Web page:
The Product of the Year program recognizes products newly released in the manufacturing industries.
Each year, a panel of Control Engineering and Plant Engineering editors and industry expert judges select the System Integrator of the Year Award winners in three categories.
Doubling down on digital manufacturing; Data driving predictive maintenance; Electric motors and generators; Rewarding operational improvement
2017 Lubrication Guide; Software tools; Microgrids and energy strategies; Use robots effectively
Prescriptive maintenance; Hannover Messe 2017 recap; Reduce welding errors
The cloud, mobility, and remote operations; SCADA and contextual mobility; Custom UPS empowering a secure pipeline
Infrastructure for natural gas expansion; Artificial lift methods; Disruptive technology and fugitive gas emissions
Mobility as the means to offshore innovation; Preventing another Deepwater Horizon; ROVs as subsea robots; SCADA and the radio spectrum
Research team developing Tesla coil designs; Implementing wireless process sensing
Commissioning electrical systems; Designing emergency and standby generator systems; Paralleling switchgear generator systems
Natural gas engines; New applications for fuel cells; Large engines become more efficient; Extending boiler life

Annual Salary Survey

Before the calendar turned, 2016 already had the makings of a pivotal year for manufacturing, and for the world.

There were the big events for the year, including the United States as Partner Country at Hannover Messe in April and the 2016 International Manufacturing Technology Show in Chicago in September. There's also the matter of the U.S. presidential elections in November, which promise to shape policy in manufacturing for years to come.

But the year started with global economic turmoil, as a slowdown in Chinese manufacturing triggered a worldwide stock hiccup that sent values plummeting. The continued plunge in world oil prices has resulted in a slowdown in exploration and, by extension, the manufacture of exploration equipment.

Read more: 2015 Salary Survey

Maintenance and reliability tips and best practices from the maintenance and reliability coaches at Allied Reliability Group.
The One Voice for Manufacturing blog reports on federal public policy issues impacting the manufacturing sector. One Voice is a joint effort by the National Tooling and Machining...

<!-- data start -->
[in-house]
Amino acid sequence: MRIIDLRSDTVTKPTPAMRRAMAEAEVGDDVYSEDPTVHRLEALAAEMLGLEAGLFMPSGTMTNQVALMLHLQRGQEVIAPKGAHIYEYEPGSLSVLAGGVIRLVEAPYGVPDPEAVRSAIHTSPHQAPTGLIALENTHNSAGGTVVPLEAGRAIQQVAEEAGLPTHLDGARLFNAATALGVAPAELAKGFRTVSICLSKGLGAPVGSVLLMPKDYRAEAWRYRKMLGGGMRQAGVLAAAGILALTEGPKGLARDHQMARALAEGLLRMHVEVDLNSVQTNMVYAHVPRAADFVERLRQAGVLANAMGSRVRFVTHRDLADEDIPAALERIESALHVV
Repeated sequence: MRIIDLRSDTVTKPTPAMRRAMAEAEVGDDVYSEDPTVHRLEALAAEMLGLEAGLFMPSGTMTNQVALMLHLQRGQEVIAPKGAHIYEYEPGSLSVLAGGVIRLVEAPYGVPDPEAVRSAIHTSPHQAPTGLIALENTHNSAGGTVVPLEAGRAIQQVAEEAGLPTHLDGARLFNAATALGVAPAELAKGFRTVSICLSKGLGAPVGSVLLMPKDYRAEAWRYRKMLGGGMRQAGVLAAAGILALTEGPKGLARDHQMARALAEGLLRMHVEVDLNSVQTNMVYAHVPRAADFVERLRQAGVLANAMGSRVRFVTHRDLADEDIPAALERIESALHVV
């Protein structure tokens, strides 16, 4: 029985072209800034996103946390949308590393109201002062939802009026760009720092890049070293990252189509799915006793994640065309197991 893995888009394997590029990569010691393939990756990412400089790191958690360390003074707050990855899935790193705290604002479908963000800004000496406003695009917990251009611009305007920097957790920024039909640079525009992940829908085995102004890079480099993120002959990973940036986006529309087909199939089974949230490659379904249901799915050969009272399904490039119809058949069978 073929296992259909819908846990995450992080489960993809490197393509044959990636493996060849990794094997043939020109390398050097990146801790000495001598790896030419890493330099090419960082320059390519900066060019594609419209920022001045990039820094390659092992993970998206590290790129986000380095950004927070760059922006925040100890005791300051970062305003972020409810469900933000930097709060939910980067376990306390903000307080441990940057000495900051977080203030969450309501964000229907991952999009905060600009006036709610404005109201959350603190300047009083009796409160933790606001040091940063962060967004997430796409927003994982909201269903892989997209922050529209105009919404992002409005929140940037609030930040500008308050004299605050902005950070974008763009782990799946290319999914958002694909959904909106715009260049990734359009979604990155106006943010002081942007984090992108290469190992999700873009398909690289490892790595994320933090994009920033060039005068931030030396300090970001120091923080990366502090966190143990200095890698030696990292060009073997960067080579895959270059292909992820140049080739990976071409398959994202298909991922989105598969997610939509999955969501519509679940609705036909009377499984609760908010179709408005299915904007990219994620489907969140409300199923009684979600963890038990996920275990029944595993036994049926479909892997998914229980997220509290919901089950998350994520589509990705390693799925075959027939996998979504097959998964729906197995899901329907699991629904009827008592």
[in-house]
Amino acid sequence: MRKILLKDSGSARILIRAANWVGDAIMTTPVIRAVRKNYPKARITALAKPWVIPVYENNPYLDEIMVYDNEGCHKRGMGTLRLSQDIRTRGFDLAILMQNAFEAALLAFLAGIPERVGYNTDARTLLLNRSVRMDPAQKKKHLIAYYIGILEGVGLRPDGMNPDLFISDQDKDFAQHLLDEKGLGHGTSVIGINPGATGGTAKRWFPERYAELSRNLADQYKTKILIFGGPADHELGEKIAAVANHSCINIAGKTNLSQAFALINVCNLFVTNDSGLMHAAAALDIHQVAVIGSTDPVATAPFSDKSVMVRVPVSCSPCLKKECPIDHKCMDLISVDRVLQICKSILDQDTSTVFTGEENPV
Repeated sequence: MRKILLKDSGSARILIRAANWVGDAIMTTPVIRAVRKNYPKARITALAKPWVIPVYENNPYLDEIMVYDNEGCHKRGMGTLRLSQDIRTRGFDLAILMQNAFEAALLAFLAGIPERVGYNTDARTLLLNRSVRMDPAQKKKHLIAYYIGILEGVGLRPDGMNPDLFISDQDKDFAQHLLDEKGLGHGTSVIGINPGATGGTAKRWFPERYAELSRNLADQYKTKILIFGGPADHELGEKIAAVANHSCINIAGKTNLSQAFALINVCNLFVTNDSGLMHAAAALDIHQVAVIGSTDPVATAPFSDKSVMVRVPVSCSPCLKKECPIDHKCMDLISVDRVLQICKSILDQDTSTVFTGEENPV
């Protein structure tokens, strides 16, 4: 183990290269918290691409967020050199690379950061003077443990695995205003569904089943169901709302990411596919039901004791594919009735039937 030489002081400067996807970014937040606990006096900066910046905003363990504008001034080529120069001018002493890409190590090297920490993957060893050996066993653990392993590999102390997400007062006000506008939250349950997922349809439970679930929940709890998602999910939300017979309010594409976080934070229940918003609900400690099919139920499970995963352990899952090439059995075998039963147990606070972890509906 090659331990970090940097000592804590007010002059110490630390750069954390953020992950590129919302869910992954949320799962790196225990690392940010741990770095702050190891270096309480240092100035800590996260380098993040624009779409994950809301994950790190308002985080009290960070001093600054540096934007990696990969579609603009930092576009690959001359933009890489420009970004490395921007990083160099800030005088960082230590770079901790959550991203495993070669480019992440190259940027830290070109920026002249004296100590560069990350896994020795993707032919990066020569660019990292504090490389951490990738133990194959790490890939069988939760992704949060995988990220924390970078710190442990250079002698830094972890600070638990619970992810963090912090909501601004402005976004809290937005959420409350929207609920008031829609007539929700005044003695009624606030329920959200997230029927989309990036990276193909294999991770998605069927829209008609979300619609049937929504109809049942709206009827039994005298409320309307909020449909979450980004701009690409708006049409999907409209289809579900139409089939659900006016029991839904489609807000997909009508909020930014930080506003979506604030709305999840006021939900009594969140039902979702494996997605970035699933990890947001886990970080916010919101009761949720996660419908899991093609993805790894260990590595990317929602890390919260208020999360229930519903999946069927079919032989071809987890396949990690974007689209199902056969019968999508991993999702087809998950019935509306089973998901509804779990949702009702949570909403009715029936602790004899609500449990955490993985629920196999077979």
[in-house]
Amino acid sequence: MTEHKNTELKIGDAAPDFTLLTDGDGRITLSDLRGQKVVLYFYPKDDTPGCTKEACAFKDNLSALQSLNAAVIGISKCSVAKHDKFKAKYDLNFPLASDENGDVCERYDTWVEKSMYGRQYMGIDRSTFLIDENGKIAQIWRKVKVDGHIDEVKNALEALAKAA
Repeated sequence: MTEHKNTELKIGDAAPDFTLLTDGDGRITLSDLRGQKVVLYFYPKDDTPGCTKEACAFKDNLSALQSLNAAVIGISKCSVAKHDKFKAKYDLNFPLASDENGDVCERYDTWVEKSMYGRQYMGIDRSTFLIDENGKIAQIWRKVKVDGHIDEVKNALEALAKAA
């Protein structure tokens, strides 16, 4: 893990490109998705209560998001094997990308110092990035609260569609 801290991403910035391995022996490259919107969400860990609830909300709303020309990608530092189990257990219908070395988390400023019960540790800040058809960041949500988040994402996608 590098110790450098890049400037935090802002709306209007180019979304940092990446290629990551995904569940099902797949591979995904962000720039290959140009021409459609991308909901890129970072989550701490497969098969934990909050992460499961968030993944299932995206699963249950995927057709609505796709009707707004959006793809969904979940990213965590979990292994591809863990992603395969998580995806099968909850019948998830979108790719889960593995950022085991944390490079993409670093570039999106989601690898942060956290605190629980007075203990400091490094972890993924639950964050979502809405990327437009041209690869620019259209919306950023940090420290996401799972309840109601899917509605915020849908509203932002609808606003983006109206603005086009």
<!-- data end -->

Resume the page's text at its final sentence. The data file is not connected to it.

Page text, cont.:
The Society for Maintenance and Reliability Professionals an organization devoted...
Join this ongoing discussion of machine guarding topics, including solutions assessments, regulatory compliance, gap analysis...
IMS Research, recently acquired by IHS Inc., is a leading independent supplier of market research and consultancy to the global electronics industry.
Maintenance is not optional in manufacturing. It’s a profit center, driving productivity and uptime while reducing overall repair costs.
The Lachance on CMMS blog is about current maintenance topics. Blogger Paul Lachance is president and chief technology officer for Smartware Group.
The maintenance journey has been a long, slow trek for most manufacturers and has gone from preventive maintenance to predictive maintenance.
Featured articles highlight technologies that enable the Industrial Internet of Things, IIoT-related products and strategies to get data more easily to the user.
This digital report will explore several aspects of how IIoT will transform manufacturing in the coming years.
Maintenance Manager; California Oils Corp.
Associate, Electrical Engineering; Wood Harbinger
Control Systems Engineer; Robert Bosch Corp.
This course focuses on climate analysis, appropriateness of cooling system selection, and combining cooling systems.
This course will help identify and reveal electrical hazards and identify the solutions to implementing and maintaining a safe work environment.
This course explains how maintaining power and communication systems through emergency power-generation systems is critical.
click me